Blurb: Summers span decades. Winter can last a lifetime. And the struggle for the Iron Throne has begun. It will stretch from the south, where heat breeds plot, lusts and intrigues; to the vast frozen north, where a 700-foot wall of ice protects the kingdom from the dark forces that lie beyond. Kings and queens, knights and renegades, liars, lords and honest men. All will play the game of thrones.
What I thought: I don't normally read this kind of book (epic fantasy series, apart from Harry Potter) but I loved it. It's so popular, and everyone's been going on about it for so long- mainly because of the TV series- that I wanted to try it. I was pleasantly surprised and read pretty much the whole thing when I was on holiday last week.
The story is a lot more complex than most books- there are different plots and areas and a hell of a lot of characters with unusual names (Daenerys, Jaime, Drogo, Viserys). Because of this, the story is more spread out, and you don't get so much detail about people. You aren't so invested in their lives, which is probably a good thing because damn, they drop like flies. And also most of the characters are not very nice. You have bad people, and better people, and the occasional good person, but they don't tend to last very long. My favourites were Arya and Tyrion, because they were just SO AWESOME.
One of the things that really annoyed me were the typos and misspellings. I understand that it's a big book, but come on. If a fifteen year old girl can spot them, surely one of the no doubt multiple people working on publishing the book should have. I always get really annoyed about this, especially in really, really good books like this, because it brings the whole level down.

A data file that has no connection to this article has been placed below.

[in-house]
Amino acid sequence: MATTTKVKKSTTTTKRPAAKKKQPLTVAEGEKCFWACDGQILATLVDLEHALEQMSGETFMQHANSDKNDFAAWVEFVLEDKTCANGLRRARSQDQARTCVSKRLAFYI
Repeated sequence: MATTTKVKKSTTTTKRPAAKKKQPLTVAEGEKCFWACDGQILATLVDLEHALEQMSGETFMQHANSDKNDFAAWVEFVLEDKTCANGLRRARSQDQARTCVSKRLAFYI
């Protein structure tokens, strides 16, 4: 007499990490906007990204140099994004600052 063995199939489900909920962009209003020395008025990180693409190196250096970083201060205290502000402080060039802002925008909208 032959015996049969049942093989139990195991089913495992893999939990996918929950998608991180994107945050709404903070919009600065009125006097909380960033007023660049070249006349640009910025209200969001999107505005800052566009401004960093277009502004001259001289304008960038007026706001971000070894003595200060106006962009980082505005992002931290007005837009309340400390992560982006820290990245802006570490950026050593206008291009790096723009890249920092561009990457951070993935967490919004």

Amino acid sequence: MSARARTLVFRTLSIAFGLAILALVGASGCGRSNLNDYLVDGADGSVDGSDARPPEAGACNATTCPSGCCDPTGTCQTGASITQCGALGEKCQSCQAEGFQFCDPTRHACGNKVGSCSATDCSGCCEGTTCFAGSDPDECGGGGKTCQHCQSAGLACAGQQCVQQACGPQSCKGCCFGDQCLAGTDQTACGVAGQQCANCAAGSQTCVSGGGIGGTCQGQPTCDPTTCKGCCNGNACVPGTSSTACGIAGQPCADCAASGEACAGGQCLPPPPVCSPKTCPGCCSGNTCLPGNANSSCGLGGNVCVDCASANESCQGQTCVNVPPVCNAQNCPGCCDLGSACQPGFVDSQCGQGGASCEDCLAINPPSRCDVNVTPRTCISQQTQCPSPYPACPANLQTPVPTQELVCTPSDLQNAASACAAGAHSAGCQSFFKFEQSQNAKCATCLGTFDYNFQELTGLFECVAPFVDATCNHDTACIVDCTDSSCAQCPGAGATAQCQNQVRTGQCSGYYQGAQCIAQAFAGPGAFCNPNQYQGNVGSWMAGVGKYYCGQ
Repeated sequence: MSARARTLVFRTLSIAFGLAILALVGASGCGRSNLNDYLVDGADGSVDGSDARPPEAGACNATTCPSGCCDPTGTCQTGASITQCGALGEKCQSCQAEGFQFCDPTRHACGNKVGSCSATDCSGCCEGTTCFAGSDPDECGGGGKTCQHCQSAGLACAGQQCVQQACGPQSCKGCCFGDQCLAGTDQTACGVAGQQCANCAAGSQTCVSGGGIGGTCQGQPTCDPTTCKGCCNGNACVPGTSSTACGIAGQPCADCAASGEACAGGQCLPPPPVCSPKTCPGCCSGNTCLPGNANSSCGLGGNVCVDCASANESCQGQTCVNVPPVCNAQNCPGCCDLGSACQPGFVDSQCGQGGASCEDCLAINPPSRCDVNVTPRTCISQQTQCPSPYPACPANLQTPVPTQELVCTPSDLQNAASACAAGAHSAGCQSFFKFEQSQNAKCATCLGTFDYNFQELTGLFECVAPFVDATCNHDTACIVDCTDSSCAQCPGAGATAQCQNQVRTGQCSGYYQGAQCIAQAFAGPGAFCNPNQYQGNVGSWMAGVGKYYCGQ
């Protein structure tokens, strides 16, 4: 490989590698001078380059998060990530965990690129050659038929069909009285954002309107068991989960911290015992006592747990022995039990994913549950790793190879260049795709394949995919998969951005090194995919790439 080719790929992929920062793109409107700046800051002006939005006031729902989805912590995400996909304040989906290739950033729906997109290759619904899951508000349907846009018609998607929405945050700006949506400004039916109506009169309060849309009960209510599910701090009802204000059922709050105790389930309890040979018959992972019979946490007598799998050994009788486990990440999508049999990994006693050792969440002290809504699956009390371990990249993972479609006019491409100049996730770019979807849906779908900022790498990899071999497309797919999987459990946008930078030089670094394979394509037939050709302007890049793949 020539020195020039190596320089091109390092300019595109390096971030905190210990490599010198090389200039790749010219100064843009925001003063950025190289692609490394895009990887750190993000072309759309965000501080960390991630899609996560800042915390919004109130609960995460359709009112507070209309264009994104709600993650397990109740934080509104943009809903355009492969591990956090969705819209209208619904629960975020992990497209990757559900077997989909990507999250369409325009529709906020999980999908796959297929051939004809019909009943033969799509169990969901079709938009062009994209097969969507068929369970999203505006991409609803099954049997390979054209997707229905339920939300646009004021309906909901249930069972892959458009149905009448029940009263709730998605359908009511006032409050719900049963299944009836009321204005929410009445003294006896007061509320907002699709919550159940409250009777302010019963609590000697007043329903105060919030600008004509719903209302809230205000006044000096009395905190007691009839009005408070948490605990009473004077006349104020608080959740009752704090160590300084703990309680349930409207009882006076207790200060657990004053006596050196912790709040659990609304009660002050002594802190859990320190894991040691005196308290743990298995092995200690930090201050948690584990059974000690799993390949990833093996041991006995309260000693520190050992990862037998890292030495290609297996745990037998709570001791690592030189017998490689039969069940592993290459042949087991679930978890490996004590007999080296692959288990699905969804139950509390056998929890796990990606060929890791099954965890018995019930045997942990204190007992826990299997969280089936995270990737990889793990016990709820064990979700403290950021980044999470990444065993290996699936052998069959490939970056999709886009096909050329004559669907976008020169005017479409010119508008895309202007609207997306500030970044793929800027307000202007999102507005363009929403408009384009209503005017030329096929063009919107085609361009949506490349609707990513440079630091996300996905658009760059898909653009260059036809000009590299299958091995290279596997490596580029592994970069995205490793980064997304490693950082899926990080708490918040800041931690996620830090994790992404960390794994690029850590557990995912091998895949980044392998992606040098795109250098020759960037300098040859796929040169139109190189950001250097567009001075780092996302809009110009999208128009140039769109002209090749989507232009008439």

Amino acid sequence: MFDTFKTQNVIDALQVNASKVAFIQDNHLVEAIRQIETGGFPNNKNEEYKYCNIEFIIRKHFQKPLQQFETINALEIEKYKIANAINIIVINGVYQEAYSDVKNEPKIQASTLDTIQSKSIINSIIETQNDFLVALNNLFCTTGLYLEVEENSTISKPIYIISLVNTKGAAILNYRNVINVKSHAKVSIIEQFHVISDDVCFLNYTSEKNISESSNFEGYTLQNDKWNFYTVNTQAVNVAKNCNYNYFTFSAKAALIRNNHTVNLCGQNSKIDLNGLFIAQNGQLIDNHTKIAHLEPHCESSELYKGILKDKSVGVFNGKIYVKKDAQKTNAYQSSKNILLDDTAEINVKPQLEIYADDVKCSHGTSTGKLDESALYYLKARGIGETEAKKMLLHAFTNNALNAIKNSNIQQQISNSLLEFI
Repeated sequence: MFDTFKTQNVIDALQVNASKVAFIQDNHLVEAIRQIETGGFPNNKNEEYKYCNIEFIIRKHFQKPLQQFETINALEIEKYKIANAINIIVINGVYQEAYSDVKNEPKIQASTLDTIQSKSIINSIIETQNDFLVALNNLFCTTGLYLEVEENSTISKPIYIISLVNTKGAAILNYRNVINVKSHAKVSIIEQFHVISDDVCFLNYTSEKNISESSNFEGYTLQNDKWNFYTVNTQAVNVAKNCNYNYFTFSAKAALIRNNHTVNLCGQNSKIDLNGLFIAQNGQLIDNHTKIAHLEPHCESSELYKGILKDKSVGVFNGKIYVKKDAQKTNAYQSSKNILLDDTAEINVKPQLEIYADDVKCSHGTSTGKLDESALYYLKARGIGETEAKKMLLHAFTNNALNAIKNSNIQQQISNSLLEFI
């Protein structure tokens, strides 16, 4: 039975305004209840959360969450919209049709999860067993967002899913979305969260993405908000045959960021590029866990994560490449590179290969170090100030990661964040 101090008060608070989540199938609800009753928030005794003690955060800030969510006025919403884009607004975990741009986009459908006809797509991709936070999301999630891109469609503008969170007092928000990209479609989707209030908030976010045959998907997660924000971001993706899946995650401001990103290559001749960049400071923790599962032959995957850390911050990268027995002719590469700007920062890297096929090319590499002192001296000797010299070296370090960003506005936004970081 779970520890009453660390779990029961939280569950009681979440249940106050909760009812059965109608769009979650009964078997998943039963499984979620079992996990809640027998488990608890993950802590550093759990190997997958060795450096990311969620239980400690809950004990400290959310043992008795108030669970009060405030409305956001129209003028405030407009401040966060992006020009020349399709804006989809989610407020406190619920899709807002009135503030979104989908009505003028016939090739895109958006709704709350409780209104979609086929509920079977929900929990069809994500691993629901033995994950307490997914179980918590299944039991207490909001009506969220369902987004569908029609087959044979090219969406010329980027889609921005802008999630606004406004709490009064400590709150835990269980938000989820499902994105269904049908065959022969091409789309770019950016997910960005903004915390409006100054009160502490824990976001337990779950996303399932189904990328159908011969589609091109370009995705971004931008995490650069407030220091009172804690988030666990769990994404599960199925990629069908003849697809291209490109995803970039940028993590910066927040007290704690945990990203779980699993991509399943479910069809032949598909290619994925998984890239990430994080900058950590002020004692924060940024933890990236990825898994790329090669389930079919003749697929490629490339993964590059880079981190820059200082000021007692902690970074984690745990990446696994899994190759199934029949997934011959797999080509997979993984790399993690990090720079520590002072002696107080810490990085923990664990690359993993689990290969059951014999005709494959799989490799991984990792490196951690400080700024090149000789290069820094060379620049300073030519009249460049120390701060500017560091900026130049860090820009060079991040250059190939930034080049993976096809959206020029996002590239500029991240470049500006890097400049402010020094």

Another thing I like to rant about, about Game of Thrones, is this quote from the blurb; "Book One of A Song of Ice and Fire begins the greatest fantasy epic of the modern age". Um, no. No no no no no. Just because you have a popular book series and a TV show does not make you the "greatest". George R. R. Martin may be an awesome writer, but he is not J K Rowling, and I stand by Harry Potter.
This brings me onto other stuff I didn't like, or felt this book was lacking in (especially compared to HP). First; this is a great story- it's interesting and funny and dramatic, but that's all it is. I don't know if this side improves further down the series, but I doubt it. There is just no morality aspect. I don't know if that makes any sense to people who aren't me, but whatever. There is no clear good and bad, there is just bad and bad and bad and better. Like, in Harry Potter there was the whole love-will-kill-Voldemort thing, and the question of whether what they were doing was actually right. Game of Thrones doesn't have that, and it's perfectly fine to have an awesome plot/characters/etc. but you need something more.
Another thing I didn't like was the treatment of women. A lot of the Game of Thrones world is based off medieval times, but enough has been changed that I would have thought they could at least make feminism a thing too. Most women are either stupid, cruel, or prostitutes. There are SO MANY prostitutes. I think the only three (girls, not prostitutes) that I actually liked were Arya, Daenerys and Catelyn. Most of the actual conspiring and war stuff is done by the men, with the notable exceptions of Cersei and Daenerys, which I don't think is right. It's unnecessarily sexist, and I think if women had a bigger part (which actually, I think they do further down the series) the plot line and books would gain a lot.
However, despite the length and other issues, this is a very good book and I loved it. In no way is it deep or meaningful, but it's fun and dramatic and interesting reading. I would recommend it to fans of The Lord of the Rings, and fantasy/historical fiction.